Brilliant for grounding, centering, stability, solidity, balance and symmetry, Mountain can look deceptively simple but there’s actually a lot going on.
Begin with the feet together or (my preferred variation for stability and grounding) hip distance apart, both feet facing forwards.
Notice the weight of the body on the ball of the foot and the heel as well as inner and outer edges of the feet. (Warning: standing is something we do without thinking so often, the second we start paying attention to HOW we stand, we might feel a little off balance – this is perfectly normal.)
You might want to imagine a mountain behind you, holding, supporting and nourishing you as the ground below you keeps you connected and held and grounded. You might even want to imagine yourself breathing in the earth’s grounding energy through the soles of the feet, up the legs and into the lower lungs before breathing it back out again.
Perhaps imagining yourself with roots growing from the soles of your feet and travelling deep into the centre of the earth will help you feel more balanced and stable.
If these images don’t work for you, just feel the soles of the feet connecting with the mat and ground below.
Reach the fingertips down alongside the body and lift at the crown of the head. You might also (as pictured) like to place your hands at your heart centre.
Notice what’s happening with the breath.
If you have low blood pressure or start to feel dizzy, you might want to come out of the pose or you may want to rise up and down onto the balls of the feet. This allows the calf muscles to act as a pump allowing venous return.
I really wish I’d known this as a kid when I used to pass out on a regular basis, especially when we had to stand in assembly or elsewhere for long periods of time.
I want to add a wonderful tool I learned and have slightly adapted from somatic coach-therapist Clare Myatt (www.claremyatt.co.uk) to add to the grounding and centering here as it’s so beneficial:
Push into the soles of the feet to really feel the ground below you, aiming to keep both feet facing forward and hip distance apart.
Keep your eyes open throughout.
Notice your knees. Ensure they’re not locked and imagine yourself dropping your knee caps.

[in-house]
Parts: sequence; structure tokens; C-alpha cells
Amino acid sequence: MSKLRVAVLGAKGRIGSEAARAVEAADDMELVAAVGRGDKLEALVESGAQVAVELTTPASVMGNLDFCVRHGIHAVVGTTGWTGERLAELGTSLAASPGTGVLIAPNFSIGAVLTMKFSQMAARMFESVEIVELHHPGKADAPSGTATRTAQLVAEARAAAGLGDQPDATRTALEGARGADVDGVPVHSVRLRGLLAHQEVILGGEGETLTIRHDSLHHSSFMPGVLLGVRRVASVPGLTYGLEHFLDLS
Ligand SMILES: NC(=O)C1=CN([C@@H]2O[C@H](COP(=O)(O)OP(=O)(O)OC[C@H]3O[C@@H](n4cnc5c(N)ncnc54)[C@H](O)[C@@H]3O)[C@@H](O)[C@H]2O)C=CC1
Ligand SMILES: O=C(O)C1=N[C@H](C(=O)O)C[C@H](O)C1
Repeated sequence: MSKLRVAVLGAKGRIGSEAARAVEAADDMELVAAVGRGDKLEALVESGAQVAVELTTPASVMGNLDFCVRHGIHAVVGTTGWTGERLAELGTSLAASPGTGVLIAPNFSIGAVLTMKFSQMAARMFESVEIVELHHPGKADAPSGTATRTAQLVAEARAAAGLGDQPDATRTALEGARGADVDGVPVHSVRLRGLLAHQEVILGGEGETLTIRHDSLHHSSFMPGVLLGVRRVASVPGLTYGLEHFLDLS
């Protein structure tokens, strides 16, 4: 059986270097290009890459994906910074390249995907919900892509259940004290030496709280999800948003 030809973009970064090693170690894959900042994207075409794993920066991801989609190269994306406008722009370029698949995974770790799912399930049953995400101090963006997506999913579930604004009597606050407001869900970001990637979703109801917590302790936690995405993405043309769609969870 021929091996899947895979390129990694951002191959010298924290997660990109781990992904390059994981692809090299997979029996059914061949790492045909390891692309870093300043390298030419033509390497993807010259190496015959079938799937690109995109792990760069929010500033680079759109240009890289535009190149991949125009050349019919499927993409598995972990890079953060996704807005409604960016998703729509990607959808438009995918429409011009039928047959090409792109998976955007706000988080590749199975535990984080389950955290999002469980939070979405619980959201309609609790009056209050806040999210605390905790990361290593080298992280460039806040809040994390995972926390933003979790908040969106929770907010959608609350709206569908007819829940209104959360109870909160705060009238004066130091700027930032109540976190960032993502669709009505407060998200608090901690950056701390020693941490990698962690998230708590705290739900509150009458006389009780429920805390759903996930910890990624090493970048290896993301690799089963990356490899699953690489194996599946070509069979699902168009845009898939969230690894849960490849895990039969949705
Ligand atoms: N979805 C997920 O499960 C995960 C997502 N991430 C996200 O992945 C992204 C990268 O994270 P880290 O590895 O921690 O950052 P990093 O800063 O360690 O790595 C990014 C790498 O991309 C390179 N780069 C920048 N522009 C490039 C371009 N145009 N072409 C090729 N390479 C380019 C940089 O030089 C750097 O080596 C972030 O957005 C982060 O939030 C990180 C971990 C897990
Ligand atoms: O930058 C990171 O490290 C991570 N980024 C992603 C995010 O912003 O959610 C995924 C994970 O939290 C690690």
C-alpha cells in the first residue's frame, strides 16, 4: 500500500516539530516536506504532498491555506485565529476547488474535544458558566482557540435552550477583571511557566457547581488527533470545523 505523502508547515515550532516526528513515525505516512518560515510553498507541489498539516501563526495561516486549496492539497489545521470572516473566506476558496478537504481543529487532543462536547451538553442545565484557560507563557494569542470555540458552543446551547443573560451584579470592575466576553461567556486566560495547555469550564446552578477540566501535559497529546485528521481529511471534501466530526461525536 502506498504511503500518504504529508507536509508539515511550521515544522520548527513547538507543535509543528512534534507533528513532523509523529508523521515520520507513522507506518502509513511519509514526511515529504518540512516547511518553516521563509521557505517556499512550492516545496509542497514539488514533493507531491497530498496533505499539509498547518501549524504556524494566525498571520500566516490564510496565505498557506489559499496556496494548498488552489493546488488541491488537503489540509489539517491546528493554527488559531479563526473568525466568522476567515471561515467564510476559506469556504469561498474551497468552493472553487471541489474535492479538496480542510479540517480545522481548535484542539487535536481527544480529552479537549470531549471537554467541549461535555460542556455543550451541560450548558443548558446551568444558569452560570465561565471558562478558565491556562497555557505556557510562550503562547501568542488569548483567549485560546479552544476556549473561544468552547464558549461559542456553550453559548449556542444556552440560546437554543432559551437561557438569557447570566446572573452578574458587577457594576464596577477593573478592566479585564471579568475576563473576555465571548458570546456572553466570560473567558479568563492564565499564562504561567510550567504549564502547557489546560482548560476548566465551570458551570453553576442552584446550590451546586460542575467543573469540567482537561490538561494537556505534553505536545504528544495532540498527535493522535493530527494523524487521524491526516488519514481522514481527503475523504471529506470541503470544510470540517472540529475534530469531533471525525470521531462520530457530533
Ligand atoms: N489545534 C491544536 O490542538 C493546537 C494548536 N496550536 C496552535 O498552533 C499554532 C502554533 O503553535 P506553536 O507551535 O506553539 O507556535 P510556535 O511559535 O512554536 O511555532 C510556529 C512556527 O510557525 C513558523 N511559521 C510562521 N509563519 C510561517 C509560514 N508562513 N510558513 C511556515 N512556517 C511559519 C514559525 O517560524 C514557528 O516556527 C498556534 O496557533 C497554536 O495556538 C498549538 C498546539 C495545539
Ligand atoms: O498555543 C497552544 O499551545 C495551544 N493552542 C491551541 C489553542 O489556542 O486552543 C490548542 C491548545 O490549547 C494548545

Moving up to the hips, pelvis, buttocks and belly, notice if you’re carrying any tension here and aim to release it.
Lengthening the spine and moving up to the shoulders, if you’re wearing them as earrings, let them drop.
If there’s any tension in your jaw, let that go. Soften your gaze to relax your eyes (I imagine looking at Rainbow MagnifiCat as an instant gaze softener but play with your own methods).
Allow the arms to rest by the sides, slightly apart from the body.
Notice the breath and any other sensations.
Imagine a cord pulling you up from the crown of your head, lengthening your whole body and enhancing your sense of dignity.
Visualise something dropping from the crown of your head down into your centre. Clare said you might want to imagine tea leaves settling, my sense is of a silver chain with a ball at the end, like a pendulum, finding its centre in my lower abdomen – stick with whatever image comes to you and feels good.
Feel yourself widening your arms a little away from the body and experiment with placement that feels good as you enhance your social presence in the world.
Imagine a line going through your lower abdomen from front to back, boosting your sense of depth and gravitas in the world.
Notice how it feels.
Play with it! I’ve been amazed, having been practicing yoga for 15+ years and teaching for more than three, how when I’m not actively encouraging myself or students and clients to come into standing asanas from Mountain, with their feet hip distance apart and both feet facing forwards, if I notice how I’m standing in the shower, washing up, in a queue etc, I have to consciously align so my feet are facing forwards and hip distance apart.
When Clare taught me this last week, my feet were facing in opposite directions! Already, just playing with it (off the yoga mat too, throughout the day), I feel more focused in general.
Others may find that feet are very wide and it takes practice to narrow your stance while keeping that sense of space and empowerment.
How did you get on?
What did you notice?
Feel free to share your comments and tips below.
IF YOU’RE NEW TO YOGA AND DON’T KNOW HOW TO DO THESE POSES, GO TO A YOGA THERAPIST OR INSTRUCTOR. IF YOU’RE NEW TO EXERCISE, CONSULT YOUR GP BEFOREHAND. ALWAYS HONOUR YOUR BODY’S OWN WISDOM